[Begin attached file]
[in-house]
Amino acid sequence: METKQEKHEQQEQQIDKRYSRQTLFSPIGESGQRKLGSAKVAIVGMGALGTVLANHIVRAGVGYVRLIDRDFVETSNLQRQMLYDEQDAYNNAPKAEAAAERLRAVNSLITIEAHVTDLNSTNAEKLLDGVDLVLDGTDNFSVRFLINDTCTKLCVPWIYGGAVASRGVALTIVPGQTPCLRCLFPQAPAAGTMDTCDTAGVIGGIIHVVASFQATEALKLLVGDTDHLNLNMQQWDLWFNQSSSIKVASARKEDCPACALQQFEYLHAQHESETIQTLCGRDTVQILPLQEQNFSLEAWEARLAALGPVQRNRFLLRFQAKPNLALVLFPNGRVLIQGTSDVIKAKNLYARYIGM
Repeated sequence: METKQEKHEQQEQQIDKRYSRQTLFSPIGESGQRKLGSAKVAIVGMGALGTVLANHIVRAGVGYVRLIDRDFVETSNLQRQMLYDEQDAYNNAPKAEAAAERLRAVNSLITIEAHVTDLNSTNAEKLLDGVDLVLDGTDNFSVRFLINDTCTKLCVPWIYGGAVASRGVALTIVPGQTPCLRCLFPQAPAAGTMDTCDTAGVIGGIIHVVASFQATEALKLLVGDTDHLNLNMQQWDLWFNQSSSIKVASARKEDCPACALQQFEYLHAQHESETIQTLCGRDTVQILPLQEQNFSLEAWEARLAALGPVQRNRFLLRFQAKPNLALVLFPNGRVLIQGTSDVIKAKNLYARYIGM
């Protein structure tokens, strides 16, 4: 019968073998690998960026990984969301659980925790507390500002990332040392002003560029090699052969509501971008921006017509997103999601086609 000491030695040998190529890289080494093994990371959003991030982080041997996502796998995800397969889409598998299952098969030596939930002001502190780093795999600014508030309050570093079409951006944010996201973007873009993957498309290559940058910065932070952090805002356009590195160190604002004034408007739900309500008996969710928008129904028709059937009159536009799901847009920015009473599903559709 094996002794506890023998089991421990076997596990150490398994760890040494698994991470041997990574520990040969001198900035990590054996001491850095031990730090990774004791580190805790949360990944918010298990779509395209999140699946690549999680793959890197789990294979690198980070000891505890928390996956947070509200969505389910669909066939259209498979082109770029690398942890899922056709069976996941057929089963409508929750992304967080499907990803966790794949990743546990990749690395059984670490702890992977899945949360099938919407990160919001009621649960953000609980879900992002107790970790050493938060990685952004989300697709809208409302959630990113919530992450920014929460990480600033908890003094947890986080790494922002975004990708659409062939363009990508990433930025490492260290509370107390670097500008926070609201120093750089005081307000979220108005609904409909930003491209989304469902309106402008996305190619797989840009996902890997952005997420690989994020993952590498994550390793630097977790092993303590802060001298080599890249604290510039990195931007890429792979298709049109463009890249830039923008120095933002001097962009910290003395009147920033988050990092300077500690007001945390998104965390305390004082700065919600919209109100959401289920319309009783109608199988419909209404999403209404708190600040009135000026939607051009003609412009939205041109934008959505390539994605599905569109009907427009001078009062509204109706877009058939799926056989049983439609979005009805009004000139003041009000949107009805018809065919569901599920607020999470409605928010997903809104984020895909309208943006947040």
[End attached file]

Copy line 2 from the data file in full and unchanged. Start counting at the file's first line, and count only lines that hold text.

Amino acid sequence: METKQEKHEQQEQQIDKRYSRQTLFSPIGESGQRKLGSAKVAIVGMGALGTVLANHIVRAGVGYVRLIDRDFVETSNLQRQMLYDEQDAYNNAPKAEAAAERLRAVNSLITIEAHVTDLNSTNAEKLLDGVDLVLDGTDNFSVRFLINDTCTKLCVPWIYGGAVASRGVALTIVPGQTPCLRCLFPQAPAAGTMDTCDTAGVIGGIIHVVASFQATEALKLLVGDTDHLNLNMQQWDLWFNQSSSIKVASARKEDCPACALQQFEYLHAQHESETIQTLCGRDTVQILPLQEQNFSLEAWEARLAALGPVQRNRFLLRFQAKPNLALVLFPNGRVLIQGTSDVIKAKNLYARYIGM